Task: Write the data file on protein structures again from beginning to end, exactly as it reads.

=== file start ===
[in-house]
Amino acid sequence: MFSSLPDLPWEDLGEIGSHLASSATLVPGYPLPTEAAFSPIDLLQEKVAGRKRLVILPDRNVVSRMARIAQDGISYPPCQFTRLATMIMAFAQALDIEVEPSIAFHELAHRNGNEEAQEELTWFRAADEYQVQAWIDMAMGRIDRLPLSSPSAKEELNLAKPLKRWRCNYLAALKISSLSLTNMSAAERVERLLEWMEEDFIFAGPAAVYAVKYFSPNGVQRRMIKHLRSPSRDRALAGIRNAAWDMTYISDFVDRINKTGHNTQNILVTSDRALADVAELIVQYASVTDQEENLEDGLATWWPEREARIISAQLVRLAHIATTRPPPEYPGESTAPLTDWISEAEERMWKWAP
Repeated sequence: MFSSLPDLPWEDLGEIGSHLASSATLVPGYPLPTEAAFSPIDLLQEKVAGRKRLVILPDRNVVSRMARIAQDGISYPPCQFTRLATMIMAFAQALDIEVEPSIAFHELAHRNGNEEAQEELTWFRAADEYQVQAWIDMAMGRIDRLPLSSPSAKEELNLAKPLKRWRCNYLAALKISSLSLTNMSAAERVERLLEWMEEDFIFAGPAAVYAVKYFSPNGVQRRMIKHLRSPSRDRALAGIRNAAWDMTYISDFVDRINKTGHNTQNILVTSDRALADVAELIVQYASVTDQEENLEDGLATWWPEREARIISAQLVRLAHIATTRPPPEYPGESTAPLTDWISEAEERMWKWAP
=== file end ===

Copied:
[in-house]
Amino acid sequence: MFSSLPDLPWEDLGEIGSHLASSATLVPGYPLPTEAAFSPIDLLQEKVAGRKRLVILPDRNVVSRMARIAQDGISYPPCQFTRLATMIMAFAQALDIEVEPSIAFHELAHRNGNEEAQEELTWFRAADEYQVQAWIDMAMGRIDRLPLSSPSAKEELNLAKPLKRWRCNYLAALKISSLSLTNMSAAERVERLLEWMEEDFIFAGPAAVYAVKYFSPNGVQRRMIKHLRSPSRDRALAGIRNAAWDMTYISDFVDRINKTGHNTQNILVTSDRALADVAELIVQYASVTDQEENLEDGLATWWPEREARIISAQLVRLAHIATTRPPPEYPGESTAPLTDWISEAEERMWKWAP
Repeated sequence: MFSSLPDLPWEDLGEIGSHLASSATLVPGYPLPTEAAFSPIDLLQEKVAGRKRLVILPDRNVVSRMARIAQDGISYPPCQFTRLATMIMAFAQALDIEVEPSIAFHELAHRNGNEEAQEELTWFRAADEYQVQAWIDMAMGRIDRLPLSSPSAKEELNLAKPLKRWRCNYLAALKISSLSLTNMSAAERVERLLEWMEEDFIFAGPAAVYAVKYFSPNGVQRRMIKHLRSPSRDRALAGIRNAAWDMTYISDFVDRINKTGHNTQNILVTSDRALADVAELIVQYASVTDQEENLEDGLATWWPEREARIISAQLVRLAHIATTRPPPEYPGESTAPLTDWISEAEERMWKWAP